Griffin told the Associated Press Monday that he would file paperwork with the Federal Election Commission to establish his candidacy. He gives the Republicans the relatively high-profile challenger they have long sought to take on Snyder in Arkansas’ 2nd District, which includes the state capital of Little Rock.
The 2010 race will contrast with that in 2008, when the GOP failed to even field a candidate, and Snyder won re-election with 77 percent of the vote over the Green Party nominee.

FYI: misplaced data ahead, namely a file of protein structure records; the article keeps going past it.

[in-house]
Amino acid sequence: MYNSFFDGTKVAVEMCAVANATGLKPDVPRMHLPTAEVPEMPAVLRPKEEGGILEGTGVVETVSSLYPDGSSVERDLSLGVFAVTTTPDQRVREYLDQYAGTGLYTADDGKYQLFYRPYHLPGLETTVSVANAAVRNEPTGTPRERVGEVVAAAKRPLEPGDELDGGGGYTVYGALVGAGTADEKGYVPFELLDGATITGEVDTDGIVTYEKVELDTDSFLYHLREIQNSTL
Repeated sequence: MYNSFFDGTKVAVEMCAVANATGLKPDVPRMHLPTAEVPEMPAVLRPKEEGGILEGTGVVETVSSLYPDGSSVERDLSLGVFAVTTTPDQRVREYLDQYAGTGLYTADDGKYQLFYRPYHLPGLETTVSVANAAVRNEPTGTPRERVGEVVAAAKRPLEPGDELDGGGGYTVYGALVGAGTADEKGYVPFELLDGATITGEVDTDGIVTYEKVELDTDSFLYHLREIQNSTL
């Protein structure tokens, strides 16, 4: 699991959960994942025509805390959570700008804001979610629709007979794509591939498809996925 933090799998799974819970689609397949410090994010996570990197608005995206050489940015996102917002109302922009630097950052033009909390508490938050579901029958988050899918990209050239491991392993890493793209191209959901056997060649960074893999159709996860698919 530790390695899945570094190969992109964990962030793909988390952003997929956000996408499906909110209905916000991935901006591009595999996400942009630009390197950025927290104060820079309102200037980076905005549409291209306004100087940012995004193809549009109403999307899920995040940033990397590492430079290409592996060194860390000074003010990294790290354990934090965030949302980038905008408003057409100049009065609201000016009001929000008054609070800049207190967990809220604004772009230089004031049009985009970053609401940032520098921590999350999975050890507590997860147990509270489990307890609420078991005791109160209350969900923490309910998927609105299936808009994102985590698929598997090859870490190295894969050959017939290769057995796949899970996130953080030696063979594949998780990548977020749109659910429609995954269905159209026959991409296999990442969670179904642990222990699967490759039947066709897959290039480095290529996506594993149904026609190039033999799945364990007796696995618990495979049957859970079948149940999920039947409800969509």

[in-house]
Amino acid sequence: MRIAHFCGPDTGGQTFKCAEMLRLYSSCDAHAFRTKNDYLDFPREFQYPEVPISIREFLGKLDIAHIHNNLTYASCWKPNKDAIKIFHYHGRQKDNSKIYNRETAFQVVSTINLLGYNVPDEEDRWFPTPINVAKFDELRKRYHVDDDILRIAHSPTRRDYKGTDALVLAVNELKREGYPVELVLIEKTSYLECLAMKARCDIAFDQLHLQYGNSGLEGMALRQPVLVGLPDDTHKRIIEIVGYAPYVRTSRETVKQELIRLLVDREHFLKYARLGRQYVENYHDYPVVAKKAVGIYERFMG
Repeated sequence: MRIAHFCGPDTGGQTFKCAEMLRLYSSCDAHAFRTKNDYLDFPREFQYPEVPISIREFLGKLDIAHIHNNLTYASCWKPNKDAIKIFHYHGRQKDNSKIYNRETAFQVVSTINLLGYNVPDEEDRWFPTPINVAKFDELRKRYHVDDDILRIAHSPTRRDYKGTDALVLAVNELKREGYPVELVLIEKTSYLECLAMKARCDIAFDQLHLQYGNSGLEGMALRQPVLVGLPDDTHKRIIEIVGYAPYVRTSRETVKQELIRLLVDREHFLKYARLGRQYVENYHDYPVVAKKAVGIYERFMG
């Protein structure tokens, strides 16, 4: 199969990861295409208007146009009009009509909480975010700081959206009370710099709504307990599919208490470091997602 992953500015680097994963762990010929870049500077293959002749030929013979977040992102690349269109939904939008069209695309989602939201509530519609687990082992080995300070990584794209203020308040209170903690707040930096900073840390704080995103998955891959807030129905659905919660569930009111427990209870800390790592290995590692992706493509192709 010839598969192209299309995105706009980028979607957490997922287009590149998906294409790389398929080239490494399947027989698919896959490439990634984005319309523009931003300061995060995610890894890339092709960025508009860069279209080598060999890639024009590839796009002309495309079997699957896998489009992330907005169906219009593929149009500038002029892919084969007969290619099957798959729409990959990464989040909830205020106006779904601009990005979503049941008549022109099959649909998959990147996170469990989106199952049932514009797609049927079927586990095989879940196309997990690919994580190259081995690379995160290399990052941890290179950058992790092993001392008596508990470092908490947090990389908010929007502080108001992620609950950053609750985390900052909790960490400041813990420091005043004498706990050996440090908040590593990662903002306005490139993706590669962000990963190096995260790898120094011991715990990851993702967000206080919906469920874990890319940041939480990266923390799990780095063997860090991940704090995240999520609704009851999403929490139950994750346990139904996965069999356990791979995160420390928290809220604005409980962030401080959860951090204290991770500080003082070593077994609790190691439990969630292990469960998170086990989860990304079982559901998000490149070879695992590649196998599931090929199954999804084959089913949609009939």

Griffin served as interim U.S. attorney for the Eastern District of Arkansas, which includes Little Rock, from December 2006 through June 2007. His predecessor, Bud Cummins, later said he was asked to resign to make room for Griffin, who worked at the White House in 2006 as an assistant to Karl Rove, then a leading advisor to President George W. Bush.
Griffin later resigned the post after earlier announcing he would not seek the nomination to retain it. The full nomination required Senate confirmation, and Griffin cited opposition from Arkansas’ two senators, Democrats Blanche Lincoln and Mark Pryor, to his candidacy.